52 (Book) Pick Up

TimeRidersAs an author and journalist I often wonder if I read enough books. After all, the only way to stay informed and improve as a writer is by reading.

Not since the days of high school summer reading lists have I kept track of how many books I read. These days I probably read 20 books a year, maybe 25, though I can’t say for sure. Do I count the ones I skim for work-related purposes? How about fitness books? Do they count? (I hope so, as I’m an author of fitness books.)

Both Bill Clinton and George W. Bush supposedly averaged a book a week while in the White House and while that’s hard to believe given their busy schedules, it seems possible. And if they could do it, so could I.

So I set a 2017 goal of reading 52 books, mostly non-fiction, and no fitness books counted toward the total. No skimming either, so if a book didn’t grab my attention quickly, it was time to move to the next one.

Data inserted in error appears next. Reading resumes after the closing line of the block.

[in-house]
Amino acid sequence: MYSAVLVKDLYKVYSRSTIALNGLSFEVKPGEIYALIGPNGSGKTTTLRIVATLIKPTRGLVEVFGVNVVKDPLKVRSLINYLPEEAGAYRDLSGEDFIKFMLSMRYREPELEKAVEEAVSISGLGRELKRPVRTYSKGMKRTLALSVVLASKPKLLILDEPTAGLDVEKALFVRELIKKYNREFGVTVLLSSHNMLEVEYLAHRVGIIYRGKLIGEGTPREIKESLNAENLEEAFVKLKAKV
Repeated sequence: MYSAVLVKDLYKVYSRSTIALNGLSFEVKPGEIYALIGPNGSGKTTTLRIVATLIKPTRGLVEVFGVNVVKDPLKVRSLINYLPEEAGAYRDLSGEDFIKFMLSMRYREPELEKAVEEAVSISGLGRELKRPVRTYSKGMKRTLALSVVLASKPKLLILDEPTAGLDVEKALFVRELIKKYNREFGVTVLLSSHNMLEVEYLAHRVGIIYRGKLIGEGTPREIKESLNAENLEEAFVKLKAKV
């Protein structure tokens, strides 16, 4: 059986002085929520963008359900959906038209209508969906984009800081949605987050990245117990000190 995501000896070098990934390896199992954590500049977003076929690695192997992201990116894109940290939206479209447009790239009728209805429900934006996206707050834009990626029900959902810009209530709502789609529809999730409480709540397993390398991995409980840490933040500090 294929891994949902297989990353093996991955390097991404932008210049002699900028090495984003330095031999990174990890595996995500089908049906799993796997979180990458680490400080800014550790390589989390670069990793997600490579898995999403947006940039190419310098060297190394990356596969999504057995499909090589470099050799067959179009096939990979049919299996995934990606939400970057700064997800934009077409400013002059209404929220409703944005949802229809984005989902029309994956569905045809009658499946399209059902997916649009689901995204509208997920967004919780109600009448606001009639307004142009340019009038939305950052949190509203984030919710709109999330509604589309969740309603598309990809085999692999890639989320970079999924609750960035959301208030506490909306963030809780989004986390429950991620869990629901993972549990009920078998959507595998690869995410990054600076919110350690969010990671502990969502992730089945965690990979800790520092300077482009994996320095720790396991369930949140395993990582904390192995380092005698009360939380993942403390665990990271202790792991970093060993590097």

I reached my goal in November and finished the year with 61, including a dozen fiction books. I had a Roger Maris reading year, though 61 books seemed like a Ruthian number to me a year ago. Now I’m aiming for 100 in 2018.

Here’s what I learned from those 61 books and the process of reading them:

ADHD NationNOBODY READS BOOKS ANYMORE, AT LEAST NOT IN PUBLIC: I eat a lot at Chipotle, which means I stand in line a lot at Chipotle. This year I probably read the equivalent of one or two books while waiting to order a burrito bowl.

I also read books while eating at Chipotle, watching my sons during basketball and swimming practices, waiting for planes, traveling on planes, and sitting in medical offices for my appointments and those of the boys.